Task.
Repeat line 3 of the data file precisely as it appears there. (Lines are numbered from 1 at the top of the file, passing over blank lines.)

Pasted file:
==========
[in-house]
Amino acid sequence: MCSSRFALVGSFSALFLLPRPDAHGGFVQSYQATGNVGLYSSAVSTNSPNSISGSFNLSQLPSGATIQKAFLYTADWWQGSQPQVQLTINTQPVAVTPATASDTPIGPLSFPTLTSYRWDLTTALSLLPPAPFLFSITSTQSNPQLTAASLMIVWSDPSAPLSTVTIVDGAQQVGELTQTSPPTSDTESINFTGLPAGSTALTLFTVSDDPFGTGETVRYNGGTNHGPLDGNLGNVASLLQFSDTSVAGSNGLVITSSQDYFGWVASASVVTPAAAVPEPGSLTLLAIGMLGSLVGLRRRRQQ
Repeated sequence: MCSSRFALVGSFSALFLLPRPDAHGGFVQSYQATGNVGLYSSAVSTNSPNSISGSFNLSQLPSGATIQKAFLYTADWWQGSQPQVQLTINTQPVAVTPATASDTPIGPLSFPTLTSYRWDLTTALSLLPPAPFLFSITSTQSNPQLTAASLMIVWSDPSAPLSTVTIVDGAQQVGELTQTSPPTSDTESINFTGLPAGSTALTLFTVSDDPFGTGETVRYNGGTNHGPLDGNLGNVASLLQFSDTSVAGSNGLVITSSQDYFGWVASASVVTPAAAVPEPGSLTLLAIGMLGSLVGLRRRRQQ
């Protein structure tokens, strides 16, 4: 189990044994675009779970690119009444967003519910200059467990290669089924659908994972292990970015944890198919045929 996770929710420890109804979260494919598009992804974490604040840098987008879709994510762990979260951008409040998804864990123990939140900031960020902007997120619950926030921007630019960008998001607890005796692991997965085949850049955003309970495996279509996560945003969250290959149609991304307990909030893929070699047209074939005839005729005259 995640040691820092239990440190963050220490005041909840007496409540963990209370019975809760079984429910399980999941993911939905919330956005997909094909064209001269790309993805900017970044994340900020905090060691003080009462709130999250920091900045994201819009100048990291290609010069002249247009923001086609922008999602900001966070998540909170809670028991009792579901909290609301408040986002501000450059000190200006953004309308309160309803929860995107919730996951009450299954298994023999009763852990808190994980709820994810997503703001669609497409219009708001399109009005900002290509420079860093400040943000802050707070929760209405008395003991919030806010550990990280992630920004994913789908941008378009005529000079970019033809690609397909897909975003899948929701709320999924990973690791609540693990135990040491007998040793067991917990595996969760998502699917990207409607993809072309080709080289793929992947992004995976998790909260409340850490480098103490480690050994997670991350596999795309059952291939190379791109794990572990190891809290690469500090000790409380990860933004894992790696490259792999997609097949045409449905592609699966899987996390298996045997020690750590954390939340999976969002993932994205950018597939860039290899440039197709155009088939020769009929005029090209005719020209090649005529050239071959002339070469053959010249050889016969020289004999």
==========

Repeated sequence: MCSSRFALVGSFSALFLLPRPDAHGGFVQSYQATGNVGLYSSAVSTNSPNSISGSFNLSQLPSGATIQKAFLYTADWWQGSQPQVQLTINTQPVAVTPATASDTPIGPLSFPTLTSYRWDLTTALSLLPPAPFLFSITSTQSNPQLTAASLMIVWSDPSAPLSTVTIVDGAQQVGELTQTSPPTSDTESINFTGLPAGSTALTLFTVSDDPFGTGETVRYNGGTNHGPLDGNLGNVASLLQFSDTSVAGSNGLVITSSQDYFGWVASASVVTPAAAVPEPGSLTLLAIGMLGSLVGLRRRRQQ